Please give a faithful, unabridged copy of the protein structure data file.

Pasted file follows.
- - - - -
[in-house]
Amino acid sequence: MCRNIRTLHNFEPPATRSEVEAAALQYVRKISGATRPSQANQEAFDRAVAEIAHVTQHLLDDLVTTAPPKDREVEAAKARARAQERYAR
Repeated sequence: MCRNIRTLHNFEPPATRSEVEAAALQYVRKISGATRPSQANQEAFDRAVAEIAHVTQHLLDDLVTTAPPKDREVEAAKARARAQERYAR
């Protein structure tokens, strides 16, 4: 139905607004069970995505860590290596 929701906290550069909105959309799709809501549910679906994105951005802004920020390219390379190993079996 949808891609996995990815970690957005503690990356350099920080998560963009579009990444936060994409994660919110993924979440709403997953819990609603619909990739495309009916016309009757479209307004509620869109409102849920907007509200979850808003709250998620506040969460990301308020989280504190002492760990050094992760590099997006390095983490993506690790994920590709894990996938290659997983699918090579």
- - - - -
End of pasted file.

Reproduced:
[in-house]
Amino acid sequence: MCRNIRTLHNFEPPATRSEVEAAALQYVRKISGATRPSQANQEAFDRAVAEIAHVTQHLLDDLVTTAPPKDREVEAAKARARAQERYAR
Repeated sequence: MCRNIRTLHNFEPPATRSEVEAAALQYVRKISGATRPSQANQEAFDRAVAEIAHVTQHLLDDLVTTAPPKDREVEAAKARARAQERYAR
């Protein structure tokens, strides 16, 4: 139905607004069970995505860590290596 929701906290550069909105959309799709809501549910679906994105951005802004920020390219390379190993079996 949808891609996995990815970690957005503690990356350099920080998560963009579009990444936060994409994660919110993924979440709403997953819990609603619909990739495309009916016309009757479209307004509620869109409102849920907007509200979850808003709250998620506040969460990301308020989280504190002492760990050094992760590099997006390095983490993506690790994920590709894990996938290659997983699918090579």